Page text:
Each of the three levels of the structure are meant to reflect different Japanese architectural styles, while the top two levels are covered in genuine gold leaf. The temple houses Buddhist relics and is set in appropriately relaxing, if not completely Zen, gardens.
|Walls of the Kyoto Imperial Palace|
we headed by bus to the Kyoto Imperial Palace, completely unaware of visiting times, days and permissions (unfortunately, I hadn't done my research ahead of the day trip).
Even just walking around the perimeter of the grand palace, it was definitely an ideal setting for anyone keen to live out ninja fantasies of running fights across the rooftops.
|Gates of Yasaka Jinja, Gion, Kyoto|
We headed to Gion late in the afternoon purposely to increase our chances of seeing geisha
or more accurately, maiko
apprentices in the streets of old Gion.
The Yasaka Jinja
Shinto shrine sits before the huge Maruyama Park in Gion. The Shinto faith intrigues me so just watching worshippers' routines at the shrine was an educational experience.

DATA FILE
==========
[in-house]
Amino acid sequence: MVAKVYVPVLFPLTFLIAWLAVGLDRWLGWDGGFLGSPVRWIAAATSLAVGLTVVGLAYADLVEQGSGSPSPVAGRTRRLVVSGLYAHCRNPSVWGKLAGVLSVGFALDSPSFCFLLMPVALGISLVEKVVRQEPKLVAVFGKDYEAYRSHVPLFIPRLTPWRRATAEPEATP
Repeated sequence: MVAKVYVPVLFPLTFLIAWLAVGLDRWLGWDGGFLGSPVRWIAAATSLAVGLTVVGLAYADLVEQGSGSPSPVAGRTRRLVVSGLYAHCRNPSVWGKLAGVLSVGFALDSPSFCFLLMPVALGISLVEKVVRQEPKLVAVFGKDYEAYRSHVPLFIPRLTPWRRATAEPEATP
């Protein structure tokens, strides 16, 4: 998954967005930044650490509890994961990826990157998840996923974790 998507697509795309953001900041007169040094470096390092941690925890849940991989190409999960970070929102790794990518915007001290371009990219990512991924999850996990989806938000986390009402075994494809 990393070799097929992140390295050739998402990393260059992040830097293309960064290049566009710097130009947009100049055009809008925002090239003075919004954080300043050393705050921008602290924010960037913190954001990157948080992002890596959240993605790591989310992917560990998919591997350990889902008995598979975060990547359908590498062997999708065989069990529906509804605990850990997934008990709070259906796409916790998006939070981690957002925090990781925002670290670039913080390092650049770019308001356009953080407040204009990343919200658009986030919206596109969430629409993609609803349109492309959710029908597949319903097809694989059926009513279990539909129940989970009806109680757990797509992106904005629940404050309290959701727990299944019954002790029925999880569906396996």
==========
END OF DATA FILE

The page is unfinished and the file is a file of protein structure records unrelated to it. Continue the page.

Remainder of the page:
|Torii gate entrance|
|Tied paper fortunes|
|Yasaka Jinja Shinto shrine|
|Lanterns at an entrance|
|Maruyama Park, Gion, Kyoto|
|Hanami-koji Street, Gion, Kyoto|
Gion is the traditional area of Kyoto and while some streets don't look too different from city roads, there are streets where unglamorous-looking tea houses and restaurants sit, and presumably further into the back street, houses where geisha
|Buildings in Gion|
|Side street in Gion|
The older style buildings in these back streets was much more along the lines of what I expected from Gion, and Kyoto generally. There were plenty of Japanese tourists in search of maiko
in these streets, with a tour group leader even asking a shop keeper if he had any in his store.
|Yakitori restaurant in Gion|
To refuel after a hot day of touristy walking and bus travel about Kyoto, we ended up finding quite a modern-looking yakitori
grilled chicken on skewers restaurant in one of the side streets.
|A maiko after sending off a client|
After dinner as we headed back to the main road to find our way back to Osaka, we spied a maiko
across the road, sending off a businessman in a taxi after presumably dinner or drinks with said client.
In traditional platform geta
wooden clogs, she walked slowly and delicately along the footpath in an ornate kimono
, with hair accessories swinging.
Up closer, we could see the maiko
's detailed application of make-up: white face, neck and upper back in a distinctive pattern, tiny red painted lips and dramatic black around the eyes.